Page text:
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Discussion Starter · #1 ·
Have a 2006 DL1000 that I recently purchased, chain has some stiff links, and I’m replacing it, I’ve always gone the route of new chain new sprockets, so looking to make some changes on the gearing side, I find that at 110km/h in 6th the bike is lugging a bit to much, would like to drop a tooth in the front and add a few in the back, but I’m finding so much conflicting information what the stock tooth combo for my 2006 is? I’ve seen 17/41, I’ve seen 16/41, so which is it? I’m thinking 17/41 is factory, with 112 link? But then I second guess myself. What I have read it sounds like 16/43 is a highly preferred combo, with a 16/43 setup, how many links? Appreciate the insight, I’ve read through a pile of chain and sprocket threads today lol
 

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I will add this to the conflict ... if you go 1 down/2 up front/rear from your current config, you will no longer be lugging except intentionally :p

I used a chain break tool and just measured when going 1 down on the front with a new chain on a 14 DL1000
 

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Discussion Starter · #3 ·
Yea, I wasn’t going to be able to order without knowing exactly what was on there anyway, out to the garage to take the front cover off. 17/41 on the bike, 16/43 and new chain in order.
 

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First off, what do you do with the bike? Lots of freeway travel at 70+ or hardly any of that.?
Gravel with too much clutch work in first gear or hardly any of that?
I run 17/43 as I do no off=road. I use 5th a lot and reserve 6th for high speed cruise. I have a 44T to put on next chain refresh as I still feel the 17/43 is still overgeared. One tooth in front is equal to 3 in back. 17T promotes long chain life.
If you are unsure of your options, ride the bike where you do, and do not engage 6th gear. This will approximate the 16/43.
Buy 116 links and cut to fit.
 

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Discussion Starter · #5 ·
With 16/43 on the way, Speedo correction for the already 10% out speedo needed. Speedodrd seems to be well reviewed, any issues?
 

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Speedodrd seems to be well reviewed, any issues?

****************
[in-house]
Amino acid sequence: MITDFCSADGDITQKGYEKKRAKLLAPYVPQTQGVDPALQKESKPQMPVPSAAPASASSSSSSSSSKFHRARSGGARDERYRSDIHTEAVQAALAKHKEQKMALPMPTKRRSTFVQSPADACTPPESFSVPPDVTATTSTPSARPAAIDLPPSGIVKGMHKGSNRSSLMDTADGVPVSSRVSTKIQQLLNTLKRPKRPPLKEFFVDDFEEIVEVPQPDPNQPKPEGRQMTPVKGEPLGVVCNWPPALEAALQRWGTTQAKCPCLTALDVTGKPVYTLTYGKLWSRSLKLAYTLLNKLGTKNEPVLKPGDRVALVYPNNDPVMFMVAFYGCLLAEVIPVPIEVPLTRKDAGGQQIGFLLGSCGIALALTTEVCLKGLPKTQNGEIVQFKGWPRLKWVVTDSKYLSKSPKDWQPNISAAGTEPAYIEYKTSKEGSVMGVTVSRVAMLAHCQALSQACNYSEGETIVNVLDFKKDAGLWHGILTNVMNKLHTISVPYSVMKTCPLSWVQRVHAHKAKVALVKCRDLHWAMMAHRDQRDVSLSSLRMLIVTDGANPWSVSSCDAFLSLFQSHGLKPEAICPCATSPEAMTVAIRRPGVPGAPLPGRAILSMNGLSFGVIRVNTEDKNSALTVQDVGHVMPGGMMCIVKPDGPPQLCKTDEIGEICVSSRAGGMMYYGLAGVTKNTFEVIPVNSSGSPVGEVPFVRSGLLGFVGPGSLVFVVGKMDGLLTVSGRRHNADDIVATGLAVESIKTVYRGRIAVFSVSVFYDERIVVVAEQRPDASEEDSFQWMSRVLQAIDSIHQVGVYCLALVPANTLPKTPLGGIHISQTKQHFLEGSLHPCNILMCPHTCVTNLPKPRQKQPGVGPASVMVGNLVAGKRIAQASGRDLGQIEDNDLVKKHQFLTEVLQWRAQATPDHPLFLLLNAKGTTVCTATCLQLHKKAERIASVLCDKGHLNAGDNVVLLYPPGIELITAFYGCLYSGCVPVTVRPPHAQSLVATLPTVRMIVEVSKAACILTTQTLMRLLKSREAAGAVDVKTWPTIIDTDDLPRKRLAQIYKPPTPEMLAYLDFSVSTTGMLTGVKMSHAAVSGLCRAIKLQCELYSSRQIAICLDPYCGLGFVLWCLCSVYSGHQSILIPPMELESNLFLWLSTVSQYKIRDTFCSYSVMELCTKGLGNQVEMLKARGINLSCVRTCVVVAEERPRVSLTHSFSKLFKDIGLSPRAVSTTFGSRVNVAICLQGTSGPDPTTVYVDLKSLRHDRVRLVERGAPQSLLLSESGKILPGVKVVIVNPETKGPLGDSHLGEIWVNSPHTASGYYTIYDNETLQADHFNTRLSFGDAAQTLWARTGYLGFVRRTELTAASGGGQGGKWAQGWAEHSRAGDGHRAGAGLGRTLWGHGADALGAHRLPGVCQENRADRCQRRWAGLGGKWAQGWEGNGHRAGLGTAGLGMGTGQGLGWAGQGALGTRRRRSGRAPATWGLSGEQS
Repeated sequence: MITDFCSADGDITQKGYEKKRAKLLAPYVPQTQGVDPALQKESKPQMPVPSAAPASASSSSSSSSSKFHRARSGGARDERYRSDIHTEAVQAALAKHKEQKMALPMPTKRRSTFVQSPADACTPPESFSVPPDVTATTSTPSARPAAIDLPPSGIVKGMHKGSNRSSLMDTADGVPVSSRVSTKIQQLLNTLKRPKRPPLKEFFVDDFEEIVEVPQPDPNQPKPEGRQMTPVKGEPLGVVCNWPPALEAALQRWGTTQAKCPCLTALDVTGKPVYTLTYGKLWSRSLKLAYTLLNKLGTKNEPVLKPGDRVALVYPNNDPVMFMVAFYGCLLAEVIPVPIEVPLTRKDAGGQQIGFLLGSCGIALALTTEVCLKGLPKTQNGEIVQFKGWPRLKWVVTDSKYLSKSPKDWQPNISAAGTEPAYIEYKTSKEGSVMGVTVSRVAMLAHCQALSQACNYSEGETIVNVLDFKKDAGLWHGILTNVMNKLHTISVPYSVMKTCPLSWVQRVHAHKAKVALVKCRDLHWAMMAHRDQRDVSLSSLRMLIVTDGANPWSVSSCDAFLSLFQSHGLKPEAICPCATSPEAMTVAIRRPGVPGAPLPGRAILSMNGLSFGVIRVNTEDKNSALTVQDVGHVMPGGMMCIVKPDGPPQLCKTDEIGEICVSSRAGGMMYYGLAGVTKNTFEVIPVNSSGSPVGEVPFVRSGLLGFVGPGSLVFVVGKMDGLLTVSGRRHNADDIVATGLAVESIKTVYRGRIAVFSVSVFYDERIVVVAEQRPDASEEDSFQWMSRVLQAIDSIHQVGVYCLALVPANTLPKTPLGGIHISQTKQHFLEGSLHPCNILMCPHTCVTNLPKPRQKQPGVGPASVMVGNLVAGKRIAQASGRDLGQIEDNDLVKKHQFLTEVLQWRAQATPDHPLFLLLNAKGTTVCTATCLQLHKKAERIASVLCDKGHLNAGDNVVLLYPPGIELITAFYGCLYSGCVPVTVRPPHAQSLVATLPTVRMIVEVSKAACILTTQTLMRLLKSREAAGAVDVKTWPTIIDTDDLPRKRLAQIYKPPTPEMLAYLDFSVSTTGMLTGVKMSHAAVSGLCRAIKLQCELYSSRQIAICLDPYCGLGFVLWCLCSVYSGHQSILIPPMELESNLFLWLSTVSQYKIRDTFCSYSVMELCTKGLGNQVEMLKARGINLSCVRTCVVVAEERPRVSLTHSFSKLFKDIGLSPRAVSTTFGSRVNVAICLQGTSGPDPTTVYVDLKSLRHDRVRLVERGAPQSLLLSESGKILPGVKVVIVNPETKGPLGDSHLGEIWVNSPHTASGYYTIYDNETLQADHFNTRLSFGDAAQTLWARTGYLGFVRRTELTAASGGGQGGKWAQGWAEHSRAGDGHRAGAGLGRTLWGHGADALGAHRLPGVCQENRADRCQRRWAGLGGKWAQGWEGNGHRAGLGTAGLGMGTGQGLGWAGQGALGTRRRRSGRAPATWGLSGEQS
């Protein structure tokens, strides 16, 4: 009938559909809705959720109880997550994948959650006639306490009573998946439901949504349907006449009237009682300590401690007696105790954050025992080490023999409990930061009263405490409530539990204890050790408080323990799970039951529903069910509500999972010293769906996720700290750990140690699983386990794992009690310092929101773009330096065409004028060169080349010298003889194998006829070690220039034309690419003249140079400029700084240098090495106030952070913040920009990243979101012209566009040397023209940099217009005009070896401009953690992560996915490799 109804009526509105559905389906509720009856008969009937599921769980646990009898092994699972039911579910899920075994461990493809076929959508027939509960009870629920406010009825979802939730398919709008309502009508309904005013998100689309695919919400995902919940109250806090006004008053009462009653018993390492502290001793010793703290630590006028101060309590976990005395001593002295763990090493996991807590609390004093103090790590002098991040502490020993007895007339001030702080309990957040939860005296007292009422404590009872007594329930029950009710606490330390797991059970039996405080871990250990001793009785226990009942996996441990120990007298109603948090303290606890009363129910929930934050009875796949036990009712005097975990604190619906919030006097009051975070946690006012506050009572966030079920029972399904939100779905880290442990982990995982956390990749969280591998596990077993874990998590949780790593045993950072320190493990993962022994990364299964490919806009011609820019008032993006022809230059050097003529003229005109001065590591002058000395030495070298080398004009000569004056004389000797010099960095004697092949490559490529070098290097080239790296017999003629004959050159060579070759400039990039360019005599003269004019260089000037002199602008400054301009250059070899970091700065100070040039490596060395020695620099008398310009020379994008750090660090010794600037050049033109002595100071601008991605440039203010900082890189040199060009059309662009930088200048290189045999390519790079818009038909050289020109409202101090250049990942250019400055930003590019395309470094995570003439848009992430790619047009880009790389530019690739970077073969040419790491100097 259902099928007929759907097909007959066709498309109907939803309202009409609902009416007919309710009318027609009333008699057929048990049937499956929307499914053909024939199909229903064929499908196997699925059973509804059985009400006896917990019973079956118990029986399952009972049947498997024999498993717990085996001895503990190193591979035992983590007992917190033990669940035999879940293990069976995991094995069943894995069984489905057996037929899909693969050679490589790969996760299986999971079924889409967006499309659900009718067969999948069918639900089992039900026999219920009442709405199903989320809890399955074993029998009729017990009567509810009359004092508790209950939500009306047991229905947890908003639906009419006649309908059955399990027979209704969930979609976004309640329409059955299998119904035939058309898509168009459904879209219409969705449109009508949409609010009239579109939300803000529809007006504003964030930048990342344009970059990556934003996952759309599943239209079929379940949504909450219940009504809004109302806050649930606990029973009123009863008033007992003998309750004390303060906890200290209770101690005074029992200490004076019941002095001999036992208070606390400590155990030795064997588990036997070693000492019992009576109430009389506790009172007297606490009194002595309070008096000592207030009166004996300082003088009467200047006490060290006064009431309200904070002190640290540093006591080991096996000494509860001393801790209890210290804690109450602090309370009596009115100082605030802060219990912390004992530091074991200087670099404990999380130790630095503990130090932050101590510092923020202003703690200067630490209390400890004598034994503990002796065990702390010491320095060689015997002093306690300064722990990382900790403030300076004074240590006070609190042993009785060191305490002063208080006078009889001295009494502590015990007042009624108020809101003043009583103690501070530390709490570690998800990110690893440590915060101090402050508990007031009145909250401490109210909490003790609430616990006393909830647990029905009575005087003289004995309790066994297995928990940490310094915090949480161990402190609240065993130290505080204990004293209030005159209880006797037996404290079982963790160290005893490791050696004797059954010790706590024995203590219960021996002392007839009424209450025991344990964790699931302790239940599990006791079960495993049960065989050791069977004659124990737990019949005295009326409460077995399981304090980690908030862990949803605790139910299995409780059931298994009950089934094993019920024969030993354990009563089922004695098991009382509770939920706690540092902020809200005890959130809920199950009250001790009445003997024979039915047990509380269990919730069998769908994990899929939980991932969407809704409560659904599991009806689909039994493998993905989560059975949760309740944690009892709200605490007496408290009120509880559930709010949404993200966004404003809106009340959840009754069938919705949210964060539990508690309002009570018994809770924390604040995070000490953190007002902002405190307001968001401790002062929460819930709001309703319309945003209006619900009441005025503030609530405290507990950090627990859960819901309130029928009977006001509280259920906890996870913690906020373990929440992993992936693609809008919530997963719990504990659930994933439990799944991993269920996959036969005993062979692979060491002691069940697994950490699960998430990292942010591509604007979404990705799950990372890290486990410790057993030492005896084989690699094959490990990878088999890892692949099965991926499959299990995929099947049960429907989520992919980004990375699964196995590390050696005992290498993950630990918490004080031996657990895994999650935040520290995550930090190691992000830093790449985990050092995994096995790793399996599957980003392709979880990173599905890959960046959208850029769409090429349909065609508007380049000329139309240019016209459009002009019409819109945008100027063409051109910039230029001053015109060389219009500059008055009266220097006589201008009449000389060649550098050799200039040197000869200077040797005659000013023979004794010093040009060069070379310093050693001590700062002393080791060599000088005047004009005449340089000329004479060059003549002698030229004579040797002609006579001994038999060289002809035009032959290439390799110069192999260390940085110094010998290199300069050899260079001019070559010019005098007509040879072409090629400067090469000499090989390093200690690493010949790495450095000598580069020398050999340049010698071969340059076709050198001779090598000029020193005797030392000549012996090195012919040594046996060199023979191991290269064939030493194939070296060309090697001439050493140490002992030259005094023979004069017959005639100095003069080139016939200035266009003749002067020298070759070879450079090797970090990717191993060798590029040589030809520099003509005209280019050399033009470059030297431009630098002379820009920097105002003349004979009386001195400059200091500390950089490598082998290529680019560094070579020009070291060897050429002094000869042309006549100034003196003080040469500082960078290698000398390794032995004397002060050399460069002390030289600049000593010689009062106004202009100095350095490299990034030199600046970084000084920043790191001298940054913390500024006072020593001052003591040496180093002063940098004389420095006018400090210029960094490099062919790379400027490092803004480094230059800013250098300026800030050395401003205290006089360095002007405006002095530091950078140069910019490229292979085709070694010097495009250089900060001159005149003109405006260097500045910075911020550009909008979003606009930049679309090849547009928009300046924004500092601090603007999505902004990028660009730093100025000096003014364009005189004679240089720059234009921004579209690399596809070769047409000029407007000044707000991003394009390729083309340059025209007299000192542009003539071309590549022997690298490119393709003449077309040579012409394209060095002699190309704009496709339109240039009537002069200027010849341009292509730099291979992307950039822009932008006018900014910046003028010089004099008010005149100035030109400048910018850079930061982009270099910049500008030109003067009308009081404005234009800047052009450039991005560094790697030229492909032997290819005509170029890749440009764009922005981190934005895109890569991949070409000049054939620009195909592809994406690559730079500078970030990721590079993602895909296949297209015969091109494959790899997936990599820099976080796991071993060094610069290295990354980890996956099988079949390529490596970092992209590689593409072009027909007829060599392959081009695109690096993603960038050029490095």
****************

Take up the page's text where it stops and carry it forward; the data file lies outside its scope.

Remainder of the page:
Worked fine on my bike. Easy to setup if you have a GPS you can use to track actual speed so you can figure out the correction factor.
 
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Should correct the odometer as well but I never checked
 

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The problem is they are tied together. Although the speedometer reads approximately 7% high the odometer is very accurate. So if you correct the speedometer now the odometer is 7% behind actual miles. I put a speedo healer on mine when I had everything off to do the valves and some other upgrades. If I had it to do over again I would not do it since my gearing is stock. It is pretty simple on the fly to simply subtract 10% from the speedometer which gives you a 3% margin to keep from getting a ticket. Now that my speedometer is right on I have to add 7% to the miles the odometer reads for fuel range and maintenance like oil changes so records have to be kept. I guess the plus side is my bike shows less miles that it actually has.
Of course when you do change the final gearing both the odometer and the speedometer are off. The only way to ever have both read correctly at the same time is to change the face of the speedometer which has been done.
 

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Discussion Starter · #12 ·
Swapped on my new chain and new 16/43 sprockets, and I tell ya, why this bike wasn’t geared this way from factory is beyond me, picks up the front tire on command, and is in the heart of the power cruising at 70mph turning about 4,400rpm. Perfection.

The previous chain having frozen links spurred on the change, and by the looks of the front sprocket, things were due to be replaced.
Wheel Automotive tire Tire Rim Bicycle part
 

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Discussion Starter · #13 ·
Also ordered a speedodrd as I know it’ll bug me to not have things running the way they are supposed to. 🤦🏼‍♂️😆
 

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If you do not have a GPS just install a GPS speed Ap to your phone and secure it to the bars or screen and you will quickly learn your actual to indicated speed.
 
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